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    Forest structure and dynamics vary across the Amazon Basin in an east-west gradient coincident with variations in soil fertility and geology. This has resulted in the hypothesis that soil fertility may play an important role in explaining Basin-wide variations in forest biomass, growth and stem turnover rates. Soil samples were collected in a total of 59 different forest plots across the Amazon Basin and analysed for exchangeable cations, carbon, nitrogen and pH, with several phosphorus fractions of likely different plant availability also quantified. Physical properties were additionally examined and an index of soil physical quality developed. Bivariate relationships of soil and climatic properties with above-ground wood productivity, stand-level tree turnover rates, above-ground wood biomass and wood density were first examined with multivariate regression models then applied. Both forms of analysis were undertaken with and without considerations regarding the underlying spatial structure of the dataset. Despite the presence of autocorrelated spatial structures complicating many analyses, forest structure and dynamics were found to be strongly and quantitatively related to edaphic as well as climatic conditions. Basin-wide differences in stand-level turnover rates are mostly influenced by soil physical properties with variations in rates of coarse wood production mostly related to soil phosphorus status. Total soil P was a better predictor of wood production rates than any of the fractionated organic- or inorganic-P pools. This suggests that it is not only the immediately available P forms, but probably the entire soil phosphorus pool that is interacting with forest growth on longer timescales. A role for soil potassium in modulating Amazon forest dynamics through its effects on stand-level wood density was also detected. Taking this into account, otherwise enigmatic variations in stand-level biomass across the Basin were then accounted for through the interacting effects of soil physical and chemical properties with climate. A hypothesis of self-maintaining forest dynamic feedback mechanisms initiated by edaphic conditions is proposed. It is further suggested that this is a major factor determining endogenous disturbance levels, species composition, and forest productivity across the Amazon Basin. © 2012 Author(s). CC Attribution 3.0 License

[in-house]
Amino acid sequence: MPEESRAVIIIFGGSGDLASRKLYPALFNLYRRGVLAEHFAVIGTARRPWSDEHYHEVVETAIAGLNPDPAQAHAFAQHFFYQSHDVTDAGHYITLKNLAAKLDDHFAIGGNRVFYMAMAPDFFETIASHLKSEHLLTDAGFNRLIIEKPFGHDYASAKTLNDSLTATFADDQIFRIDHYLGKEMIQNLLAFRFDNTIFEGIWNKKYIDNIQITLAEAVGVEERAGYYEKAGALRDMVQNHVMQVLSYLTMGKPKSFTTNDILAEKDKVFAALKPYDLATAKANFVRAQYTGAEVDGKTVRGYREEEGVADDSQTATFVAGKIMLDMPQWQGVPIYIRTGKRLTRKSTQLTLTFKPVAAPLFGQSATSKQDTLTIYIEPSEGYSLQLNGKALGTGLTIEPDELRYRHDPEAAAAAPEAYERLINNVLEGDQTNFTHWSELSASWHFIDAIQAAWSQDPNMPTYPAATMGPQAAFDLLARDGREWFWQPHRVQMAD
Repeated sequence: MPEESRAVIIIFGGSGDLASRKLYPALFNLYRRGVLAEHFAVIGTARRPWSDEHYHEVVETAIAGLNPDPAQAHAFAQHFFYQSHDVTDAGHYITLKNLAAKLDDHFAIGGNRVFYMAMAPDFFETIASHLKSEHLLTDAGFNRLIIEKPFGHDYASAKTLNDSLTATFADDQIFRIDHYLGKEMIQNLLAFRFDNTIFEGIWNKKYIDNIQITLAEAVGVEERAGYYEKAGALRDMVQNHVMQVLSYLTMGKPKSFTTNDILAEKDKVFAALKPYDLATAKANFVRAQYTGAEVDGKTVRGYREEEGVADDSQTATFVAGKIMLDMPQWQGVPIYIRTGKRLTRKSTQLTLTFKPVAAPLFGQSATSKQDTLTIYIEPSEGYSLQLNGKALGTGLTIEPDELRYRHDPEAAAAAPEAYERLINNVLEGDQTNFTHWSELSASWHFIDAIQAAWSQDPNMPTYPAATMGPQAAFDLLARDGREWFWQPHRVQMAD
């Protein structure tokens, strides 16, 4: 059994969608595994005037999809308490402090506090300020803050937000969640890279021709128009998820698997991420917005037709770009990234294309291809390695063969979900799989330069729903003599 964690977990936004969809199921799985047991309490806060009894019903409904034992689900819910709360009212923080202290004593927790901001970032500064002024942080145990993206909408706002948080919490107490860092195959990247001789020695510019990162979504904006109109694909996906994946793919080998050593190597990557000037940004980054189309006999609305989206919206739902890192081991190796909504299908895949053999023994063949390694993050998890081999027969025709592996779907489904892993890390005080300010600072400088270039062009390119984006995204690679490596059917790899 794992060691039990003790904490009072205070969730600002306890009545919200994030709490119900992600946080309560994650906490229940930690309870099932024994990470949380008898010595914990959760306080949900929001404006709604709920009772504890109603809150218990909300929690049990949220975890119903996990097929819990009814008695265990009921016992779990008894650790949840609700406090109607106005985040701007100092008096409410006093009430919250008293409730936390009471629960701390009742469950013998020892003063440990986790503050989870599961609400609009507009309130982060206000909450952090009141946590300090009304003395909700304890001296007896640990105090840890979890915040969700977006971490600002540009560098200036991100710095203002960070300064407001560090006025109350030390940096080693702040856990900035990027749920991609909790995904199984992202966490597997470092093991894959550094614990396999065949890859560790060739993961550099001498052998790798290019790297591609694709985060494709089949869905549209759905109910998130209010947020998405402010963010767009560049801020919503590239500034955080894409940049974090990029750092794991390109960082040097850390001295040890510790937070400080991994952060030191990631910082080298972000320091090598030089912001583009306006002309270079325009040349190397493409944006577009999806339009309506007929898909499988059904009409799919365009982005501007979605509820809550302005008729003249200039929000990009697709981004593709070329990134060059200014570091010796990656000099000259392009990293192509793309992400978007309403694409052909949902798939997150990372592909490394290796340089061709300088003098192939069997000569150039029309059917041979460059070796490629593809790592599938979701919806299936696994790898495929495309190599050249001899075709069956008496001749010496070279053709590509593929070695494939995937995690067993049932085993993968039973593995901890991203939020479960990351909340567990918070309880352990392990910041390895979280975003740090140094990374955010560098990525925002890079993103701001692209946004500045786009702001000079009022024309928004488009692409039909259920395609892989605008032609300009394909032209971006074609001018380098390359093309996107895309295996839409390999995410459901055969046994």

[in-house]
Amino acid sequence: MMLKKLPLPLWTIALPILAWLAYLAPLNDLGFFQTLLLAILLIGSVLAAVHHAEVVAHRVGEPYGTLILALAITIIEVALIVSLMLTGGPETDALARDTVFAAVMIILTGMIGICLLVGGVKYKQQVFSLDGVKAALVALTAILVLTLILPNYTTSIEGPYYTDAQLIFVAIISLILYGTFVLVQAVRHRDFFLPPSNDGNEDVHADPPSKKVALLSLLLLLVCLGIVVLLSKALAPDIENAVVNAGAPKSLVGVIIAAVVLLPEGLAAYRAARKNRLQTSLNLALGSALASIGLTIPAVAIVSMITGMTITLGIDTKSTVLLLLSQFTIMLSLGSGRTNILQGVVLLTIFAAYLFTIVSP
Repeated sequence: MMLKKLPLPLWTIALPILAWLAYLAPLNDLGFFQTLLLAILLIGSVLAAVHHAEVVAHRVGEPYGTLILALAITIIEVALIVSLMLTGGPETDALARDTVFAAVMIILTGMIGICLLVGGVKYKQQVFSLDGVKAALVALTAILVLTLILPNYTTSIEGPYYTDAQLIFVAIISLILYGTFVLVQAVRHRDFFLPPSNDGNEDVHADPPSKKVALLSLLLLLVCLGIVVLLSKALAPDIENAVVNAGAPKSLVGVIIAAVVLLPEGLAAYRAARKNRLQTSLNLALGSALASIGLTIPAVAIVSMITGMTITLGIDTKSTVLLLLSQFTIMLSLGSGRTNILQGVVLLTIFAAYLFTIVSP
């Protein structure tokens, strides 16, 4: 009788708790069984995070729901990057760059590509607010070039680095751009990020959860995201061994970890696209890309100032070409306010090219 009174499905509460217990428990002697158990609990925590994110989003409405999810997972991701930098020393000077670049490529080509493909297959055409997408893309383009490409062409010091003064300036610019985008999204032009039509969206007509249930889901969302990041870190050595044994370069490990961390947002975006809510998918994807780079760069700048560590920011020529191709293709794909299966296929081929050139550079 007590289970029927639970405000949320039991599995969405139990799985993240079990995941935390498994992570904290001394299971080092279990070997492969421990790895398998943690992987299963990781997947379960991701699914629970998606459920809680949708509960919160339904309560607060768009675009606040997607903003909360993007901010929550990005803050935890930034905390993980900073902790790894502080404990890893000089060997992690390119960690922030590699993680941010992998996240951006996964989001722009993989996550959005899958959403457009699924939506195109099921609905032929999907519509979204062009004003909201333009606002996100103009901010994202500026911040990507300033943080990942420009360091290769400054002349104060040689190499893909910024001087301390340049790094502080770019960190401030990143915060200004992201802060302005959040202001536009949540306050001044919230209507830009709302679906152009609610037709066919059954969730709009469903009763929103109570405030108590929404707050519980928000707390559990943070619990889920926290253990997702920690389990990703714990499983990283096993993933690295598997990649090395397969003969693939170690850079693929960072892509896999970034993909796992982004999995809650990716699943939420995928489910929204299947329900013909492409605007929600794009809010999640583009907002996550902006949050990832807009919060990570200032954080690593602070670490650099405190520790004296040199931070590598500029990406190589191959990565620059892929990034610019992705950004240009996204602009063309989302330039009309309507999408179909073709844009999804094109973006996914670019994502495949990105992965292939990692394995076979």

Diagnóstico do setor de armazenamento no Estado de Mato Grosso.

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    bitstream/item/145243/1/1986SP003-Campanhola-Diagnostico-1531.pd

    Gráfico psicrométrico com curvas de equilíbrio higroscópico de grãos.

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    O objetivo do presente trabalho e fornecer uma apresentação gráfica do uso pratico do equilíbrio higroscópico baseado na teoria do potencial da água. A metodologia de calculo baseou-se no modelo simplificado de equilíbrio higroscópico descrito por CAMPELO JUNIOR (2). As curvas correspondentes a diversas umidades de arroz, milho, soja, assim como de potenciais escolhidos arbitrariamente foram locadas em gráficos psicrométricos. Uma das informações praticas obtidas a partir dos gráficos e a determinação do aumento de temperatura para secagem de grãos em silos ou barcaças a baixas temperaturas. Verificou-se que as umidades indicadas para armazenagem de arroz, milho, e soja correspondem ao potencial de - 127 atm.bitstream/item/145640/1/1986FL001-Campanhola-Grafico-581.pd

    Basin-wide variations in Amazon forest structure and function are mediated by both soils and climate